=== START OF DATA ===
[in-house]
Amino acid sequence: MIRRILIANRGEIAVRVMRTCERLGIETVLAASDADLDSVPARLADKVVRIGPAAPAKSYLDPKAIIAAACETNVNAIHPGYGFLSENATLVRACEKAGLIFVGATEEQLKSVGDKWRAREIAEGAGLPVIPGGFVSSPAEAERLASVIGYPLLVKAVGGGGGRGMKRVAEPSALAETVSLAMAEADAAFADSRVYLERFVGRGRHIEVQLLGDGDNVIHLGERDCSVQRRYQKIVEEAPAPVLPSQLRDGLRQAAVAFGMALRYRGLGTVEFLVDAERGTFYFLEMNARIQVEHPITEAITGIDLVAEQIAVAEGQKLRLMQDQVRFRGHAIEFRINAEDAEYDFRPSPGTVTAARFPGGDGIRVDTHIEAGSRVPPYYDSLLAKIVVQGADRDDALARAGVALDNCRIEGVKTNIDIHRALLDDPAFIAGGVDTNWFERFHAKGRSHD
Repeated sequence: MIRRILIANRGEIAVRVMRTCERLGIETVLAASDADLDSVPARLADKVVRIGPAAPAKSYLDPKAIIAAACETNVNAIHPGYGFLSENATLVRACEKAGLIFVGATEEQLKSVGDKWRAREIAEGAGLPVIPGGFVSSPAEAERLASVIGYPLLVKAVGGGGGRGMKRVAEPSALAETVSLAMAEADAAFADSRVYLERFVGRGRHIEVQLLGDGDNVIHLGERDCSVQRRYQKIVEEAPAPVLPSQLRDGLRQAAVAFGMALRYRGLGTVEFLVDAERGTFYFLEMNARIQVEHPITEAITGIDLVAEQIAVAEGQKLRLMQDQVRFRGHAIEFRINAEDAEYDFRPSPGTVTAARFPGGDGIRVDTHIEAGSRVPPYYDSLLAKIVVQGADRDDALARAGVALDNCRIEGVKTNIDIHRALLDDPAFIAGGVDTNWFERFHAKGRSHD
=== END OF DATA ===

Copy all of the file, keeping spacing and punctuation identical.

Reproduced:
[in-house]
Amino acid sequence: MIRRILIANRGEIAVRVMRTCERLGIETVLAASDADLDSVPARLADKVVRIGPAAPAKSYLDPKAIIAAACETNVNAIHPGYGFLSENATLVRACEKAGLIFVGATEEQLKSVGDKWRAREIAEGAGLPVIPGGFVSSPAEAERLASVIGYPLLVKAVGGGGGRGMKRVAEPSALAETVSLAMAEADAAFADSRVYLERFVGRGRHIEVQLLGDGDNVIHLGERDCSVQRRYQKIVEEAPAPVLPSQLRDGLRQAAVAFGMALRYRGLGTVEFLVDAERGTFYFLEMNARIQVEHPITEAITGIDLVAEQIAVAEGQKLRLMQDQVRFRGHAIEFRINAEDAEYDFRPSPGTVTAARFPGGDGIRVDTHIEAGSRVPPYYDSLLAKIVVQGADRDDALARAGVALDNCRIEGVKTNIDIHRALLDDPAFIAGGVDTNWFERFHAKGRSHD
Repeated sequence: MIRRILIANRGEIAVRVMRTCERLGIETVLAASDADLDSVPARLADKVVRIGPAAPAKSYLDPKAIIAAACETNVNAIHPGYGFLSENATLVRACEKAGLIFVGATEEQLKSVGDKWRAREIAEGAGLPVIPGGFVSSPAEAERLASVIGYPLLVKAVGGGGGRGMKRVAEPSALAETVSLAMAEADAAFADSRVYLERFVGRGRHIEVQLLGDGDNVIHLGERDCSVQRRYQKIVEEAPAPVLPSQLRDGLRQAAVAFGMALRYRGLGTVEFLVDAERGTFYFLEMNARIQVEHPITEAITGIDLVAEQIAVAEGQKLRLMQDQVRFRGHAIEFRINAEDAEYDFRPSPGTVTAARFPGGDGIRVDTHIEAGSRVPPYYDSLLAKIVVQGADRDDALARAGVALDNCRIEGVKTNIDIHRALLDDPAFIAGGVDTNWFERFHAKGRSHD